9. Son of Dis
This song is a pretty straightforward punk track, with sloppy-tight energy and really stinging tone on that guitar lead. There’s not a ton to it; it’s a quick dip in the pool. This is also the track that most clearly evokes the influence of the band’s linkage to The Fall.6.5
10. Scum, Rise!
Another scorcher, this song competes with “Trust Me Billy,” for how memorable and catchy it is. Interestingly, the path taken is more serpentine, recalling the kind of gritty atonal infectiousness of Dead Kennedys. Casey, accordingly, does his best Jello Biafra snarl. In true Protomartyr form, however, the song shape-shifts and turns bitter and wistful in a bridge that crescendos at the sentiment “There’s nothing you can do,” before returning to the chorus of “Scum, Rise!” Another impeccable track.10.0
11. I Stare at Floors
This is one of the weaker tracks on the record. It just comes across as tired, right away. Casey’s performance is aimless and struggles to anchor itself to anything. Perhaps it’s no coincidence that this is one of the more repetitive tracks on the album, as well, as Protomartyr seems to thrive most when they don’t sit still. Not a huge misstep by any means, but a low point.6.0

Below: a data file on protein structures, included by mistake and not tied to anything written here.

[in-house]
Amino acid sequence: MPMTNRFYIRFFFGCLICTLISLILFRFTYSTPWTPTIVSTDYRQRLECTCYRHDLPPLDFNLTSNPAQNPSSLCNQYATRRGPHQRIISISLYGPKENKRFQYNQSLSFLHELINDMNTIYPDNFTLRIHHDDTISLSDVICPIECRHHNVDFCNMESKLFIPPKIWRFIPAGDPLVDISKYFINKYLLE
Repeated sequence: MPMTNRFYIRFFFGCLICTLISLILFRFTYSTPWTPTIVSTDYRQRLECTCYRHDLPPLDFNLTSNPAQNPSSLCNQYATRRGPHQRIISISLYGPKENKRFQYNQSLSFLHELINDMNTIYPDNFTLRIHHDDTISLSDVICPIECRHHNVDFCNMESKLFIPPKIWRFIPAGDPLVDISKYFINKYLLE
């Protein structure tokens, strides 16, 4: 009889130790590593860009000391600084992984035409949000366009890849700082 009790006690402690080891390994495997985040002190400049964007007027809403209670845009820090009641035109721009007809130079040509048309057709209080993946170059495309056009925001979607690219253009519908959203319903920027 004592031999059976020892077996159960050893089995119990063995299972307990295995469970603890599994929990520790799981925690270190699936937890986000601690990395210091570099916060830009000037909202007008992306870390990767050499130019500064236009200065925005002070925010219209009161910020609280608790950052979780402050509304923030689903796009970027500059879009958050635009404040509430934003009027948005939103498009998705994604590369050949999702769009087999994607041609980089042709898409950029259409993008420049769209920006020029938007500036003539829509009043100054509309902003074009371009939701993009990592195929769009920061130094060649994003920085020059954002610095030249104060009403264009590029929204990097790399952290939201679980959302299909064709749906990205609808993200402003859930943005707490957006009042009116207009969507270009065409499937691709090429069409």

12. Come & See
The band employ a 5/4 time signature in the verses on this song, which really allows for an odd and disjointed environment to be built. The way the guitars decay in a tunnel of reverb and delay is gorgeous and ripples into the space of those extra beats. Another credit to the production here—whether on headphones, in the car, or on the hi-fi system, the guitars are encompassing. Casey rebounds quickly from the previous track’s blandness, as well, as he’s right “in the pocket,” both rhythmically and melodically.9.0
13. Violent